Pipilo erythrophthalmus erythrophthalmus

Status:  Common regular breeder extreme southeast, rare casual elsewhere. Common regular spring and fall migrant within and near breeding range, rare elsewhere. Rare regular winter visitor extreme southeast.


Documentation:  Specimen: UNSM ZM7238, 19 Jan 1900 Saltillo, Lancaster Co.

Taxonomy:  Four subspecies are recognized (Pyle 1997): erythrophthalmus, breeding from Manitoba to Maine and south to Oklahoma and Virginia, wintering to south Texas and Florida, canaster, breeding from Louisiana to Tennessee south to South Carolina and Florida, wintering in South Carolina and Florida, rileyi, resident from Alabama and southeast Virginia to northern Florida, and alleni, resident in peninsular Florida. Nebraska birds belong to the widespread subspecies erythrophthalmus.

See https://birds.outdoornebraska.gov/spotted-x-eastern-towhee-hybrid/ for discussion of relationships in Nebraska with that species.

Spring:  Mar 23, 23, 24 <<<>>> summer

Earlier dates are 13 Mar 2016 Buffalo Co, 15 Mar 2021 Bellevue, Sarpy Co, 16 Mar 2012 Omaha, 19 Mar 2000 (2) Kearney, Buffalo Co, and 20 Mar 2016 Douglas Co. Some of these records may have been of wintering birds; earlier dates are discussed in Winter (below).

Migration peaks in late Apr-early May. Ludlow (1935) listed it as a common migrant in Webster Co, occurring in the period 5 Apr-9 May, and a specimen, HMM 2022, was taken at Inland, Clay Co 3 May 1915.

Migrants, including occasional birds that resemble phenotypically pure Easterns, are reported regularly westward to Keith Co in the Platte River Valley and northeastward through the Sandhills to northeast Nebraska near Yankton, South Dakota. A phenotypically pure silent male was at Lake McConaughy, Keith Co 21 Apr 2007, and one was in Custer Co 29 Mar 2010.

  • High counts:  24+ at Ponca SP, Dixon Co 2 May 2009, 20 at Wilderness Park, Lancaster Co 13 May 2021, 18 there 8 May 2020, and 17 at Fontenelle Forest, Sarpy Co 16 Apr 2016.

Summer: Greenlaw (Figure 2; 2020) summarized relative distributions of Eastern and Spotted Towhees; Eastern Towhee occurs predominantly in the southeast. However, as shown in figure 1, and discussed in more detail in the Spotted Towhee species account at https://birds.outdoornebraska.gov/spotted-towhee, there is considerable overlap with “spotted-backed” towhees.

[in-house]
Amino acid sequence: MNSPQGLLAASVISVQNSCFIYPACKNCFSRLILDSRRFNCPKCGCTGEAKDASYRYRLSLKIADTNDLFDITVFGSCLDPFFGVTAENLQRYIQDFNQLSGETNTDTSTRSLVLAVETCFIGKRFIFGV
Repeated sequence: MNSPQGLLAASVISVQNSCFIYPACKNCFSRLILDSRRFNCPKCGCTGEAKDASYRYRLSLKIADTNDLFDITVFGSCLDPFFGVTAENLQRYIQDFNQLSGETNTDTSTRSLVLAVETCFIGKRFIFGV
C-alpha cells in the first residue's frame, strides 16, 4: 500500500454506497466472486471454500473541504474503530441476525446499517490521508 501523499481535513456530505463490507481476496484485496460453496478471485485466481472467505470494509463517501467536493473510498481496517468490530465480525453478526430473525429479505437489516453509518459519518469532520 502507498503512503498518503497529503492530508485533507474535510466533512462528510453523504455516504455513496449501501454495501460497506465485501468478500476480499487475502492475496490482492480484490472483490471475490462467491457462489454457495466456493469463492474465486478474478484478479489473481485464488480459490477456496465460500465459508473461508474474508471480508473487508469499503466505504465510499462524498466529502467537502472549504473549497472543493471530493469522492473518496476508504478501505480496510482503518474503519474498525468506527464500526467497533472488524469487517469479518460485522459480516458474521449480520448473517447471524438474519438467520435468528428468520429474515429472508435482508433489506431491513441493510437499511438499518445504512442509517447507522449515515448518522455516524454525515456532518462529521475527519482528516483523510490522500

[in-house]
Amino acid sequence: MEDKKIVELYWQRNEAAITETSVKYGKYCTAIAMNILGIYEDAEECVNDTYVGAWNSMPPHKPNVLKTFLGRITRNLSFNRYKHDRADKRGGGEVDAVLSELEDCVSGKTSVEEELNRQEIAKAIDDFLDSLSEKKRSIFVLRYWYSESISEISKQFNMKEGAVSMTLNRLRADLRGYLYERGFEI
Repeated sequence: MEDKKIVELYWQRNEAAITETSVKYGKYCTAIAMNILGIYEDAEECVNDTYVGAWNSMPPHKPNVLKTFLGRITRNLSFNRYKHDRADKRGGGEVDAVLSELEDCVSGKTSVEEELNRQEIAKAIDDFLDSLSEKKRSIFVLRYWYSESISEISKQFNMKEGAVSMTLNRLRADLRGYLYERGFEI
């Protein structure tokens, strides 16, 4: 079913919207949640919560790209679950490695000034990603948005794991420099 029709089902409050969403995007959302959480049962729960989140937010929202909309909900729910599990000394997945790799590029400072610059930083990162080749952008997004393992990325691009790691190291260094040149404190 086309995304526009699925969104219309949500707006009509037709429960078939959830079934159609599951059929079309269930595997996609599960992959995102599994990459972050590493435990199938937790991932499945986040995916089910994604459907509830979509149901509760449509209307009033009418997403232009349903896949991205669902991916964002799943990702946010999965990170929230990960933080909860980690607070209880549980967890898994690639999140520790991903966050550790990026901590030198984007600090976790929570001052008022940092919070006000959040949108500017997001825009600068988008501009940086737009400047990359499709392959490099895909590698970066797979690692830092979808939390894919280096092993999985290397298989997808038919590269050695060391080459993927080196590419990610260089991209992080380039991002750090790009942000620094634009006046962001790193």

Figure 1. Proportion of dark-backed towhees by “zone” based on a review of eBird reports (Silcock, unpublished data).

Reports of birds that resemble phenotypically pure Easterns near the western and northern edges of their “genetic range” (Greenlaw 2020; Zone 3 in Figure 1), include 9 Jun 2001 at Enders Reservoir, Chase Co, one that “looked and sounded” like this species at Scotts Bluff NM, Scotts Bluff Co 17 Jul 2013, a pair in Dawson Co 6 Jul 2015 and another there 13 May 2004, Thomas Co 25 Jun 2015, two singing “drink your tea” at NNF Bessey, Thomas Co 30 Jun 2019, two singing typical Eastern song there 5 Jul 2020 (eBird.org recording), 26 Jun 2015 near NNF McKelvie, Cherry Co 26 Jun, two on 14 Jun 2016 Fort Niobrara NWR, Cherry Co, and a male paired with a Spotted Towhee in Keya Paha Co 2 Aug 2009.

  • Breeding phenology:
  • Nest building: 25 Jun
    Eggs: 20 May
    Nestlings: 4 Sep
    Fledglings: 24 Jun-12 Sep

Fall:  summer <<<>>> Oct 27, 27, 27

Later dates are 30 Oct 2009 Dodge Co, 30 Oct 2013 Webster Co, 1-3 Nov 2001 Ponca SP, Dixon Co, 2-6 Nov 2018 Omaha, Douglas Co, and 16 Nov 2010 Lancaster Co.

Most depart by the end of Oct. The 26 at Two Rivers SP, Douglas Co 5 Oct was indicative of peak fall movement.

Winter: There are no documented records of overwintering, although there are at least single records for each of the winters (25 Nov-9 Mar) 2011-2012 through 2020-2021.

During the 24 years of CBCs 1991-1992 through 2015-2016, Eastern Towhees have been reported 13 different years with a total of 20 individuals.  However, only the second report for the Branched Oak Lake-Seward CBC was one on 14 Dec 2002.

Late dates for northerly locations are of one on the Norfolk CBC 17 Dec 1994, and a male at Ponca SP, Dixon Co 11 Jan 2009.

Winter 2019-2020 had a number of reports, including as many as seven on the Indian Cave SP CBC 14 Dec. Further north than usual were one in Dakota Co 25 Jan and two at Ponca SP 15 Feb, as well as one on the Ames CBC, Dodge Co 17 Dec. At least two were at Fontenelle Forest; females, possibly the same bird, were reported 27 Dec and 4 Jan, and a male 22 Feb.


CBC: Christmas Bird Count
HMM: Hastings Municipal Museum
NNF: Nebraska National Forest
NM: National Monument
NWR: National Wildlife Refuge
SP: State Park
UNSM: University of Nebraska State Museum


Photograph (top) of a Eastern Towhee at Fontenelle Forest, Sarpy Co 5 May 2011 by Phil Swanson.

Literature Cited

Greenlaw, J.S. 2020. Eastern Towhee (Pipilo erythrophthalmus), version 1.0. In Birds of the World (P. G. Rodewald, Editor). Cornell Lab of Ornithology, Ithaca, NY, USA. https://doi.org/10.2173/bow.eastow.01.

Ludlow, C.S. 1935. A quarter-century of bird migration records at Red Cloud, Nebraska. NBR 3: 3-25.

Pyle, P. 1997. Identification Guide to North American Birds. Part I, Columbidae to Ploceidae. Slate Creek Press, Bolinas, California, USA.

Recommended Citation

Silcock, W.R., and J.G. Jorgensen.  2021.  Eastern Towhee (Pipilo erythrophthalmus). In Birds of Nebraska — Online. www.BirdsofNebraska.org

Birds of Nebraska – Online

Updated 12 Jun 2021